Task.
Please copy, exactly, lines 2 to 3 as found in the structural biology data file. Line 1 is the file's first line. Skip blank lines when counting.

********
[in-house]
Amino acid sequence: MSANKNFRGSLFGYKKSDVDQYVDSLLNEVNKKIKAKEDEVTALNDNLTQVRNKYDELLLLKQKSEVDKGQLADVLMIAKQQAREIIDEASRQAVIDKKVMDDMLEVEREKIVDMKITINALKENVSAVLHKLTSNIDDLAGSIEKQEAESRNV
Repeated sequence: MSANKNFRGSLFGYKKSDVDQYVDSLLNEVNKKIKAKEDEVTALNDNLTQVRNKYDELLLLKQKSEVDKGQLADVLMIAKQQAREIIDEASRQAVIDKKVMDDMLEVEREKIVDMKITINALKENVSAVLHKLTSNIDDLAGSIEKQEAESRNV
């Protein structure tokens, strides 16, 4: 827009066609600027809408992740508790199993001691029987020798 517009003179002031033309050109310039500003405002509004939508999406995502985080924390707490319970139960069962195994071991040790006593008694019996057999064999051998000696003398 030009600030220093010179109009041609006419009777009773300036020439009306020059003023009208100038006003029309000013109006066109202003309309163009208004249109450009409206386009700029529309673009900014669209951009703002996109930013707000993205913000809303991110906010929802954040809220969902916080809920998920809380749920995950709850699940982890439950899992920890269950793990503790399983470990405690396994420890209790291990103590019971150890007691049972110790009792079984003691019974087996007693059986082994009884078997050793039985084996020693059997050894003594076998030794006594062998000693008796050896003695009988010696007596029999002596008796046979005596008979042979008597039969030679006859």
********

Amino acid sequence: MSANKNFRGSLFGYKKSDVDQYVDSLLNEVNKKIKAKEDEVTALNDNLTQVRNKYDELLLLKQKSEVDKGQLADVLMIAKQQAREIIDEASRQAVIDKKVMDDMLEVEREKIVDMKITINALKENVSAVLHKLTSNIDDLAGSIEKQEAESRNV
Repeated sequence: MSANKNFRGSLFGYKKSDVDQYVDSLLNEVNKKIKAKEDEVTALNDNLTQVRNKYDELLLLKQKSEVDKGQLADVLMIAKQQAREIIDEASRQAVIDKKVMDDMLEVEREKIVDMKITINALKENVSAVLHKLTSNIDDLAGSIEKQEAESRNV